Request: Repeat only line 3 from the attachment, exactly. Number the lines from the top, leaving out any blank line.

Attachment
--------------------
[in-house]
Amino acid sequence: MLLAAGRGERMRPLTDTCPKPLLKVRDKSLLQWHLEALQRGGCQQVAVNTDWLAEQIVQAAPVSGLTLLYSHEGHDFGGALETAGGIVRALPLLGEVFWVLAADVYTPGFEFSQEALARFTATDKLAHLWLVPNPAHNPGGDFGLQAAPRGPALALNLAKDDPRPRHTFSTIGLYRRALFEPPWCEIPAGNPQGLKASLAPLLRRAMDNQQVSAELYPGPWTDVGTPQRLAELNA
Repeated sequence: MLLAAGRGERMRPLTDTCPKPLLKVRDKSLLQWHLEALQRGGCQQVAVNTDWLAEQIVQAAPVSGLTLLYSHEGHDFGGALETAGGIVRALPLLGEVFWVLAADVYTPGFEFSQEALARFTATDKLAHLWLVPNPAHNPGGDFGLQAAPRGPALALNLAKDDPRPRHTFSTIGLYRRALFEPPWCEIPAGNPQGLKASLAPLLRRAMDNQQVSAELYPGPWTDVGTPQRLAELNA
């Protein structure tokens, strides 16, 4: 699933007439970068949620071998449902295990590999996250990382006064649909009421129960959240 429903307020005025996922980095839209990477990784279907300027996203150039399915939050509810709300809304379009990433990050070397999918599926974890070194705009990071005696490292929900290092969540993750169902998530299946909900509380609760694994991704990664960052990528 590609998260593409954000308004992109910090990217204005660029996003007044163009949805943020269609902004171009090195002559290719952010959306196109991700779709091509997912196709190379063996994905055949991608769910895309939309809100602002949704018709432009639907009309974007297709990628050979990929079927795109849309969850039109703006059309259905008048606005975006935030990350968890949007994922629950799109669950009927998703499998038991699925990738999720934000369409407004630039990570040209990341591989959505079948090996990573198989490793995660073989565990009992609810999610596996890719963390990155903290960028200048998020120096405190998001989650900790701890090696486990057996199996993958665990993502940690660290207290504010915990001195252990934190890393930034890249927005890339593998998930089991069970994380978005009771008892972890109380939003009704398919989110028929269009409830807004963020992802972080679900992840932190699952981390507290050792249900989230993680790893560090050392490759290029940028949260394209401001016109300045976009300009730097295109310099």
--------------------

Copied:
Repeated sequence: MLLAAGRGERMRPLTDTCPKPLLKVRDKSLLQWHLEALQRGGCQQVAVNTDWLAEQIVQAAPVSGLTLLYSHEGHDFGGALETAGGIVRALPLLGEVFWVLAADVYTPGFEFSQEALARFTATDKLAHLWLVPNPAHNPGGDFGLQAAPRGPALALNLAKDDPRPRHTFSTIGLYRRALFEPPWCEIPAGNPQGLKASLAPLLRRAMDNQQVSAELYPGPWTDVGTPQRLAELNA